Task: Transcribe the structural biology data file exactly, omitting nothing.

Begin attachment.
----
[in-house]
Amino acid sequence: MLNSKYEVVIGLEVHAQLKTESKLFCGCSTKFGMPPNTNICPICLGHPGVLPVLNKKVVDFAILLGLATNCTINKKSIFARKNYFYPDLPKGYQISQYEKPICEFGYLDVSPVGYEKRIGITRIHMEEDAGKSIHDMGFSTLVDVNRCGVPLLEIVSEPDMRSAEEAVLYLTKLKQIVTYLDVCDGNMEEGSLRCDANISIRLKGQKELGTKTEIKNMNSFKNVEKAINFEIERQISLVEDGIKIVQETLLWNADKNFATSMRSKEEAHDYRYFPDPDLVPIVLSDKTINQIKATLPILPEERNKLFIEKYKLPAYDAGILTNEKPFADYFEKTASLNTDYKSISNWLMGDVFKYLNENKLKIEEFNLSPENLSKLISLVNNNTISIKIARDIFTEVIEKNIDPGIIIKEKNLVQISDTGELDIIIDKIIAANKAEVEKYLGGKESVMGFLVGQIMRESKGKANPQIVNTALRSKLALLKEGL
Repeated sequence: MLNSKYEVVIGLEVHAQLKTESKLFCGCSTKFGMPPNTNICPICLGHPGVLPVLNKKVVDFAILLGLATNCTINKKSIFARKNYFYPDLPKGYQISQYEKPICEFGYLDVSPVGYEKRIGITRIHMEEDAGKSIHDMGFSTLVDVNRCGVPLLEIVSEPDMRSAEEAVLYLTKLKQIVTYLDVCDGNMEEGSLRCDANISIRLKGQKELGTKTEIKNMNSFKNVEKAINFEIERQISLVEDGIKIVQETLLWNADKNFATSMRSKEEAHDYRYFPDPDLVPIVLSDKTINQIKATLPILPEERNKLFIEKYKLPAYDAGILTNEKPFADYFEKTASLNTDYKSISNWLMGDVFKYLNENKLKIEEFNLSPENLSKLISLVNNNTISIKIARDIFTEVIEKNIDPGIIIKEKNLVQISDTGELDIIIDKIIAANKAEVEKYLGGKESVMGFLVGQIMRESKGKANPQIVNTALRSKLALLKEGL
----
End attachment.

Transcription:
[in-house]
Amino acid sequence: MLNSKYEVVIGLEVHAQLKTESKLFCGCSTKFGMPPNTNICPICLGHPGVLPVLNKKVVDFAILLGLATNCTINKKSIFARKNYFYPDLPKGYQISQYEKPICEFGYLDVSPVGYEKRIGITRIHMEEDAGKSIHDMGFSTLVDVNRCGVPLLEIVSEPDMRSAEEAVLYLTKLKQIVTYLDVCDGNMEEGSLRCDANISIRLKGQKELGTKTEIKNMNSFKNVEKAINFEIERQISLVEDGIKIVQETLLWNADKNFATSMRSKEEAHDYRYFPDPDLVPIVLSDKTINQIKATLPILPEERNKLFIEKYKLPAYDAGILTNEKPFADYFEKTASLNTDYKSISNWLMGDVFKYLNENKLKIEEFNLSPENLSKLISLVNNNTISIKIARDIFTEVIEKNIDPGIIIKEKNLVQISDTGELDIIIDKIIAANKAEVEKYLGGKESVMGFLVGQIMRESKGKANPQIVNTALRSKLALLKEGL
Repeated sequence: MLNSKYEVVIGLEVHAQLKTESKLFCGCSTKFGMPPNTNICPICLGHPGVLPVLNKKVVDFAILLGLATNCTINKKSIFARKNYFYPDLPKGYQISQYEKPICEFGYLDVSPVGYEKRIGITRIHMEEDAGKSIHDMGFSTLVDVNRCGVPLLEIVSEPDMRSAEEAVLYLTKLKQIVTYLDVCDGNMEEGSLRCDANISIRLKGQKELGTKTEIKNMNSFKNVEKAINFEIERQISLVEDGIKIVQETLLWNADKNFATSMRSKEEAHDYRYFPDPDLVPIVLSDKTINQIKATLPILPEERNKLFIEKYKLPAYDAGILTNEKPFADYFEKTASLNTDYKSISNWLMGDVFKYLNENKLKIEEFNLSPENLSKLISLVNNNTISIKIARDIFTEVIEKNIDPGIIIKEKNLVQISDTGELDIIIDKIIAANKAEVEKYLGGKESVMGFLVGQIMRESKGKANPQIVNTALRSKLALLKEGL